Note: Where available, the PDF/Word icon below is provided to view the complete and fully formatted document
Disclaimer: The Parliamentary Library does not warrant or accept liability for the accuracy or usefulness of the transcripts. These are copied directly from the broadcaster's website.
Republicans say they're back on track -

View in ParlViewView other Segments

ELEANOR HALL: The Republican National Convention is back on track after Hurricane Gustav delayed
proceedings for a day, and controversy about Senator McCain's choice of running mate knocked the
McCain campaign off message.

Revelations over the past couple of days about the pregnancy of Governor Palin's 17-year-old
daughter, an ethics investigation into whether she tried to have a former brother-in-law sacked,
and whether she once belonged to the Alaskan Independence Party, have dominated discussion at the
convention.

But the planned theme today is "Who is John McCain?" and this included an appearance via satellite
from President George W. Bush.

As John Shovelan reports:

JOHN SHOVELAN: For Republicans the convention was finally underway.

(sound of convention announcement)

JOHN SHOVELAN: And it was time to get back on track selling John McCain with speakers painting
portraits of him as a war hero, public servant, and maverick.

Relegated to only a bit part President Bush appeared from the White House via satellite and spoke
only briefly, for about eight minutes.

GEORGE W. BUSH: When the debates have ended and all the ads have run and it is time to vote,
Americans will look closely at the judgement, the experience, and the policies of the candidates,
and they will cast their ballots for the McCain-Palin ticket.

JOHN SHOVELAN: The President didn't make it to Minneapolis-Saint Paul because tomorrow he plans to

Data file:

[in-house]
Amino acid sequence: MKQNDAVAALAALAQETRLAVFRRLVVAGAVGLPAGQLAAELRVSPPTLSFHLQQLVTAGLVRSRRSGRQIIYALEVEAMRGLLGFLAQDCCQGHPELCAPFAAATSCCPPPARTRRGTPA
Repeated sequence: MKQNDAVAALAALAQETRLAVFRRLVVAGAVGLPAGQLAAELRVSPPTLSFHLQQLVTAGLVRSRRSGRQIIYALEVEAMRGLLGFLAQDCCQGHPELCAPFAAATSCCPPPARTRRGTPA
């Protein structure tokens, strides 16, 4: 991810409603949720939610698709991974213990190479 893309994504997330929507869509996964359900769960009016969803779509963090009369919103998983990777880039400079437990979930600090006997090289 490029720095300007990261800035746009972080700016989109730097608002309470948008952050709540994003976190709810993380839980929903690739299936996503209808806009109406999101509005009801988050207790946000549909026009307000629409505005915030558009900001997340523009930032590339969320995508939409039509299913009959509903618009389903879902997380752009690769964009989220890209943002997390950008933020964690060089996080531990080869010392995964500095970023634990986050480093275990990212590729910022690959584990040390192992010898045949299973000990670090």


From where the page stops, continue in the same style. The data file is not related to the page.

visit southern Mississippi. The McCain campaign didn't press the President to appear personally.

They are fighting the Democrat branding that a McCain presidency would be what they call 'McSame',
another four years of the Bush administration policies.

Another dominant administration figure who hasn't appeared at the convention is the Vice President
Dick Cheney.

In effectively passing the baton to Senator McCain, President George W. Bush invoked the attacks of
9/11.

GEORGE W. BUSH: We live in a dangerous world. And we need a president who understands the lessons
of September 11th, 2001.

That to protect America, we must stay on the offence, stop attacks before they happen, and not wait
to be hit again. The man we need is John McCain.

JOHN SHOVELAN: As President Bush addressed the convention from the White House, Republicans were
defending Senator McCain's vice presidential running mate, Governor Sarah Palin.

First Lady Laura Bush applauded the choice.

LAURA BUSH: The Republican Party has a very exciting ticket, a real American hero John McCain, and
a strong executive and proven reformer, Governor Sarah Palin.

JOHN SHOVELAN: The McCain campaign has lost ground over its choice of running mate. Until last week
the campaign was clearly a referendum on Barack Obama and his fitness for office.

It's now shifted focus to McCain-Palin. Several times today Senator McCain had to defend his
selection.

JOHN MCCAIN: I just want to repeat again how excited I am to have Sarah Palin, the great Governor
of Alaska as my running mate.

America is excited and they're going to be even more excited once they see her tomorrow night, and
I'm very, very proud of the impression that she's made on all of America and I'm looking forward to
serving with her.

JOHN SHOVELAN: Governor Palin will address the convention tomorrow night.

John Shovelan, Washington.